Boating on the Backwaters

Alleppey is built on the mouth of India’s most comprehensive network of canals, lagoons and lakes. This network, otherwise called the ‘Backwater’ stretches through the whole of Kerala. Word has it that you can navigate the entire state now that two main lengths have been linked up.

Our journey took us out along the pier to find a houseboat, an experience that had come highly recommended by other fellow travellers.

We spent a few hours talking to other tourists when we arrived though and found that the larger houseboats were too big to fit down the smaller canals, and strict bylaws determining movement on the waters prevented them from travelling after 6pm. As a result of this, the houseboats tended to stick to the larger lagoons and then moor up at the side of the lakes in the evening. We found through some animated discussions with local boat captains that we could alternatively take a smaller craft (Shikara class) for the afternoon, which not only would take us down the smaller canals that threaded between the villages but would also only cost a sixth of the price of a large houseboat.

We opted for the smaller vessel and took off along the wide canal that ran through the centre of the small city. Within twenty minutes, we had cleared the hustle and bustle of Alleppey and had emerged on a large lake where we could see the hulking houseboats all sat idly by. A few bumbled across the water leisurely, their sheer size sending waves that would lap across our small boat’s side.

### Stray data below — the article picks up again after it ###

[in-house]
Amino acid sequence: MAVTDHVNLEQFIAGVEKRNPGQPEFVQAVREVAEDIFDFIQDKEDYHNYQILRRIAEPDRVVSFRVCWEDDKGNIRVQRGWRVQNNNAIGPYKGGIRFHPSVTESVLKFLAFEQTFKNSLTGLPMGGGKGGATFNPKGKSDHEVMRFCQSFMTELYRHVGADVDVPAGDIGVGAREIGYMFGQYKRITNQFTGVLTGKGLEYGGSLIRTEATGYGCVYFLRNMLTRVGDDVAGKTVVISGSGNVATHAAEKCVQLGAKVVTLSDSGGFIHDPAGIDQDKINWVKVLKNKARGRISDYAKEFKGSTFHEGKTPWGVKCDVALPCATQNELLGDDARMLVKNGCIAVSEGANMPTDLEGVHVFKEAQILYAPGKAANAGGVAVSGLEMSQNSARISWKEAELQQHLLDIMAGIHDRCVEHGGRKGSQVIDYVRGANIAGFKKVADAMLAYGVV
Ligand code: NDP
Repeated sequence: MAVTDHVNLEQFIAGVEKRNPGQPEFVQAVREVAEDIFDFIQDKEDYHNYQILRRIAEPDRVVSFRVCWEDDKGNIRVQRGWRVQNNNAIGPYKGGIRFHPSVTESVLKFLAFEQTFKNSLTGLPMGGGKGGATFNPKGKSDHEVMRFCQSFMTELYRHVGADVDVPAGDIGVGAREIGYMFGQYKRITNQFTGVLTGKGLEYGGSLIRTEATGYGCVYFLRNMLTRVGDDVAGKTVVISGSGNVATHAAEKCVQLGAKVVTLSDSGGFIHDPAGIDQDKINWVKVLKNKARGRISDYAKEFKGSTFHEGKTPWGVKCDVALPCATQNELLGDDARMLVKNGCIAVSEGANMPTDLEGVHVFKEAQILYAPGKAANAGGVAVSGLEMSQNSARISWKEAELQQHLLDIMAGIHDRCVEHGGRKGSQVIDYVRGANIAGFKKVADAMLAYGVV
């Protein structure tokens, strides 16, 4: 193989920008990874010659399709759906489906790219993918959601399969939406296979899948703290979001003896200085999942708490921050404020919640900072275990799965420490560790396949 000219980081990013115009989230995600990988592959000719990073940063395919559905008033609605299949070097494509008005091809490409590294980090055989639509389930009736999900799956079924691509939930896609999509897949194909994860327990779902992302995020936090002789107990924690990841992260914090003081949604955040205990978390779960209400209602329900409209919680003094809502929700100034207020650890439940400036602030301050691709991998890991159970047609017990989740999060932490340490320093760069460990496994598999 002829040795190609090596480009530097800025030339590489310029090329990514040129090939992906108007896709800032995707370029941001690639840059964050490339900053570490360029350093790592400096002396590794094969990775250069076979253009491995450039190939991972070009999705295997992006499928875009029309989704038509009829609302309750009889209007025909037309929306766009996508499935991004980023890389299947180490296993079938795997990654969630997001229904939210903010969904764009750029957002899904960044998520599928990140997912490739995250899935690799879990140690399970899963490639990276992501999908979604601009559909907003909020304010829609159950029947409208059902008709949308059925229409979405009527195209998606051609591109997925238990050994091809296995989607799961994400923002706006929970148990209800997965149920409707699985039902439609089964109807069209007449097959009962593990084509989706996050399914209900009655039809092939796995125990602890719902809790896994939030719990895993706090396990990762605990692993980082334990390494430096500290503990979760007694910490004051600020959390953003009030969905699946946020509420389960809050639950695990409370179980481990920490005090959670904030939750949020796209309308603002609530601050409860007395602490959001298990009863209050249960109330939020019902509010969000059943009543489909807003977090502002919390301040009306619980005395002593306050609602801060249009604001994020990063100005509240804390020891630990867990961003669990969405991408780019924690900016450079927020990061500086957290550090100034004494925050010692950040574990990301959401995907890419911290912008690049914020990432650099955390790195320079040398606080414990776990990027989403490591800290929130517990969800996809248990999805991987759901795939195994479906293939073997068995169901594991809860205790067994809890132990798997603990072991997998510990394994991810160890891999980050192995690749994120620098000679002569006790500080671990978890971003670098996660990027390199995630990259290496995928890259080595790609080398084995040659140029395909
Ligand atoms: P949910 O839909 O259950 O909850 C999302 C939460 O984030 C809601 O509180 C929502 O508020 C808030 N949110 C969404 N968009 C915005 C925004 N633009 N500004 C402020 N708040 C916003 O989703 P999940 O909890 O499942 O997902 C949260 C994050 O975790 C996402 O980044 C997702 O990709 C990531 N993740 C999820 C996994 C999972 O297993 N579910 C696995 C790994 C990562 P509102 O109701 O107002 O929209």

Soon we were across the lake and our captain took us expediently down a small canal and into a small settlement. The tree canopy provided plenty of shade from the midday sun and we looked out over the houses that sat just below the banks of the canal and the waterline. Local people were busy taking the opportunity to wash their pots and pans and even fish from lines set up outside their homes. Most were friendly to us and we got many smiles and waves from the banks of the canal. Outside most houses other small crafts were moored and many of these were painted in striking primary colours. Some of the boats were adorned with the heads of various animals. The most amazing thing about these villages were that, despite the inhabitants being busy at work alongside the water, a pervasive silence filled the air and as I lay back on the divan I could feel the stresses of weeks of travelling start to peel back and float away.

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For hours our captain navigated us past paddy fields filled with workers who all had little umbrella hats fixed atop their heads with bands. We passed a large Catholic church which had no road access but only boat. We alighted here for a while and explored. The church itself had been built up around a much older wooden hut in order to preserve it in time. It was a weird experience seeing a building inside of a building and going into the inner hut was entertaining as I could not fit through any of the miniature doorways but instead had to explore the structure by way of the larger windows.

The tour of the waterways lasted four hours, and we returned to the shore feeling refreshed and relaxed. This was part of Kerala that I felt almost duty bound to experience and I am pleased to say that the experience exceeded my expectations.

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